Richard "Dick" Hughes is an American actor who gained worldwide fame for forming a gang of Saigon street boys during the war in Vietnam and living with them.
Wartime Vietnam first impacted on the consciousness of the Pittsburgh-born actor when he was working at the Theater Company of Boston, a year after his graduation from Boston University Graduate School of Drama in 1967.
Richard Hughes and a boy who was part of the Shoeshine Boys project in Saigon in the 1970s. Photo: Dick Hughes
As a conscientious objector, Hughes borrowed money from friends and traveled to Saigon under a press visa. While there, he helped to found the Dispatch News Service, which later became known for distributing the exclusive story on the My Lai massacre.
In 1968, Hughes set up Shoeshine Boys hostels after being touched by a conversation with a street boy. The project sheltered and fed 1,500 youngsters in Saigon and Da Nang, mainly boys but also some girls, some of them handicapped.
“I arrived in Saigon expecting to do something meaningful for people here, but I didn’t do enough," he says in an interview with the English language daily Vietnam News.
In 1976, Hughes was forced to leave Vietnam, returning to the US, where he attempted to restart his interrupted acting career.
But Vietnam was always on his mind. In 2001, he paid his first revisit to Vietnam after 25 years and has since been back four times.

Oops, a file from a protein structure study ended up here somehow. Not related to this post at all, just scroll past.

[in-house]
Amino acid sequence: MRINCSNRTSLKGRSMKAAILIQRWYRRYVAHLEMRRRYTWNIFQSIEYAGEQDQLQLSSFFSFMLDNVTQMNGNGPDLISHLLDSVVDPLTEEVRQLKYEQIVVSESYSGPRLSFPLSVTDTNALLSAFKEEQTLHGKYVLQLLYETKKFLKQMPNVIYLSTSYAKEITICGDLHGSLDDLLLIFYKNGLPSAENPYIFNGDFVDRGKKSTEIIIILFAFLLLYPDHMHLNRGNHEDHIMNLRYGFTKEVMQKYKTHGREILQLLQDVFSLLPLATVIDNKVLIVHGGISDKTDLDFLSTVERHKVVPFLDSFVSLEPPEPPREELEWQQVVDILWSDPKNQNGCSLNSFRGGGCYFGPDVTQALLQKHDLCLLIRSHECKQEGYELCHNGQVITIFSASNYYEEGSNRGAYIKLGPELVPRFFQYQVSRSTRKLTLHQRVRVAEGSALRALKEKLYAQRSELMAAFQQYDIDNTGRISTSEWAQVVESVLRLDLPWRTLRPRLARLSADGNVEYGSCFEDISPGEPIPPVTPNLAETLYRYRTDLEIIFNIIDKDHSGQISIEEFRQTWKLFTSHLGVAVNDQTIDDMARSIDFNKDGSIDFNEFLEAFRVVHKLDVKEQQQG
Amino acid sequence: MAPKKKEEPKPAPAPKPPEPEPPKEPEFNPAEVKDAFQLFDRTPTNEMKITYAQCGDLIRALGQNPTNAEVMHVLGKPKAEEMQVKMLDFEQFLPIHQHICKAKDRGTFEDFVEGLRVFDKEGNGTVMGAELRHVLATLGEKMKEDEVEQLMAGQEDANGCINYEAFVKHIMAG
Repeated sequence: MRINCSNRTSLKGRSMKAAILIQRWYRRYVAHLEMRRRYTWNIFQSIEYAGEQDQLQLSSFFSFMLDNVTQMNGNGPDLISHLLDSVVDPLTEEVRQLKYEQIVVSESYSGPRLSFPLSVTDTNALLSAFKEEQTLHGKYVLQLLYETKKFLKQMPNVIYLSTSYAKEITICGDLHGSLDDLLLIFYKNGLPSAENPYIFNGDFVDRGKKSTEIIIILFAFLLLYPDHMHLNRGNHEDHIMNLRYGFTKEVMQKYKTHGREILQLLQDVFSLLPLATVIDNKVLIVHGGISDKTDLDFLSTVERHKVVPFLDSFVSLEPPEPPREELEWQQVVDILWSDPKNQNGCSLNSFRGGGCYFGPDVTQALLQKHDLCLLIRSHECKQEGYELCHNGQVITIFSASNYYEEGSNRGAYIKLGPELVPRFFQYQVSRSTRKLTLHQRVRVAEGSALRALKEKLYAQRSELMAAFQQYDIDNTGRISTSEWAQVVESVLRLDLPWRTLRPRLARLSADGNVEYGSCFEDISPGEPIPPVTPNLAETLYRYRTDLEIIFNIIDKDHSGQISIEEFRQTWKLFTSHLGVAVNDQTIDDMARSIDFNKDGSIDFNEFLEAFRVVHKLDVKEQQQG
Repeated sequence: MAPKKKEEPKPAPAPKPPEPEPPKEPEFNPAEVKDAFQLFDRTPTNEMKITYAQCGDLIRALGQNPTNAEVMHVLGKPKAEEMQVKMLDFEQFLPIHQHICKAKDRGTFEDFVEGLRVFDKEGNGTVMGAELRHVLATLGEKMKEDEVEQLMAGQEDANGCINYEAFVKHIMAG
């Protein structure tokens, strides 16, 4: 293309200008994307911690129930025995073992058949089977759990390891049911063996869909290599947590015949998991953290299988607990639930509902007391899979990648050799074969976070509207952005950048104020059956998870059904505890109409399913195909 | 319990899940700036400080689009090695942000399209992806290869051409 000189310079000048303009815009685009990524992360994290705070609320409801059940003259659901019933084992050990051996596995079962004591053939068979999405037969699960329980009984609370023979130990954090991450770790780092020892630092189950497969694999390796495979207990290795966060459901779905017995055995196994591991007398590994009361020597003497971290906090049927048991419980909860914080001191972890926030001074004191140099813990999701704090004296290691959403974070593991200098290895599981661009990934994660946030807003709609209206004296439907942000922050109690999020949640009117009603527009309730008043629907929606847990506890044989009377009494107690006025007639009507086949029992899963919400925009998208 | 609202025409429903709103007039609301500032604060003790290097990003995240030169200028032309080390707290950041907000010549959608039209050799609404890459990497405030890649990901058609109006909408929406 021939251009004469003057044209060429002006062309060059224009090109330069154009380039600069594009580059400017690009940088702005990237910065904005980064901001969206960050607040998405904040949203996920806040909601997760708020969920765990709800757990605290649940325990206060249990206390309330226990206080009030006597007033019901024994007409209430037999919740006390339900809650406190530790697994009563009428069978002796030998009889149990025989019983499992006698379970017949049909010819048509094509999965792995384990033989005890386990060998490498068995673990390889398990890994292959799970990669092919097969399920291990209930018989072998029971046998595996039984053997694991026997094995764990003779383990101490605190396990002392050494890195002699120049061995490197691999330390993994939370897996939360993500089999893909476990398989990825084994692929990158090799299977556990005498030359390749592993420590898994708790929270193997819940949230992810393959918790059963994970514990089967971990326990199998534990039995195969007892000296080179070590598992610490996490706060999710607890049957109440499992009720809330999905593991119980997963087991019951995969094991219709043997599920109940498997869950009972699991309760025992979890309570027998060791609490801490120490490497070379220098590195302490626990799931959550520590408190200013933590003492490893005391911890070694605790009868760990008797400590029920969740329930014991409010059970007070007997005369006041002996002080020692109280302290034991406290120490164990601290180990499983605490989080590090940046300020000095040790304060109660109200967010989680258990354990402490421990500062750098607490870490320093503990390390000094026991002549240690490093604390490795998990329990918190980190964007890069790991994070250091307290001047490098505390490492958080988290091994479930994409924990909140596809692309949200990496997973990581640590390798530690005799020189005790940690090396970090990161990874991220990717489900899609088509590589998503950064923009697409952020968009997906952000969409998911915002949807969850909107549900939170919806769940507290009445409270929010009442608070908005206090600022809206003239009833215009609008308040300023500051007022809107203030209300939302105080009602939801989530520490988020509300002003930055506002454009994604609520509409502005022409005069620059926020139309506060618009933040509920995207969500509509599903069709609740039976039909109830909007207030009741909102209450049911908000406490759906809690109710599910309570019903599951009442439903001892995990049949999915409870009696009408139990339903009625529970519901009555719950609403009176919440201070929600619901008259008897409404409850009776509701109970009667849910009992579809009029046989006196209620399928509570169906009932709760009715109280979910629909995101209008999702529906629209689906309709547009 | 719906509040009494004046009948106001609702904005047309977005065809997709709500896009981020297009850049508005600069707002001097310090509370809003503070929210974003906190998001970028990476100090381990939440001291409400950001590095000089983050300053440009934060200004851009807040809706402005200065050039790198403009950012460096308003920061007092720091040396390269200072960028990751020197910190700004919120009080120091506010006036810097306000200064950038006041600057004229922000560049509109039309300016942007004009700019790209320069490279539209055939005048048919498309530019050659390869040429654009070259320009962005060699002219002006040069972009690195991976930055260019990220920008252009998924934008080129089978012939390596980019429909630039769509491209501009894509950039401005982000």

On his flights back to the US, he always feels he has left with an unfinished debt. “I felt guilty for the impact of the war. Of course I didn’t come with a gun, I came with helping hands, but insomnia appears every time I think of what the Vietnamese people endured during the war,” he said.
A few years ago he received a photo book on the war by his friend, Welsh war photojournalist Philip Jones Griffiths, and the obsession with the AO victims returned.
In October 2016, he flew back to Vietnam to compile data about the lives of the Agent Orange victims in order to fill out applications demanding equality for them.
In the United States Hughes has been working with Democratic Senator Sheldon Whitehouse, who used to drop in to visit his street children on Pham Ngu Lao street in Saigon in the early 1970s. “We are hoping to get a Republican senator to help as well, perhaps something like Senators John Kerry and John McCain did for normalizing diplomatic relations,” Hughes said.
Hughes feels a sense of urgency to help the victims of the deadly and corrosive American chemical defoliant, and not only because of possible changes in US policy under a new president. “The war ended a long time ago, but what we have done for them is too little," he says.
Hughes has sent materials to television shows like CBS and others, and prepared an article for The New York Times about AO and on his October trip, during which he went in depth in investigating the lives of AO victims in Ho Chi Minh City, Thua Thien-Hue, Quang Tri, Da Nang, Quang Nam, Quang Ngai, and Hanoi.
Although he looks somewhat like Clint Eastwood, that’s not the reason he is welcomed everywhere, nor is due to his Vietnamese language skill. It’s the sense of humor, simplicity and, most important, the warm sentiment he produces in every single person he meets.
At 74, Hughes is far from done. “My destiny is linked to that of Vietnam," he says.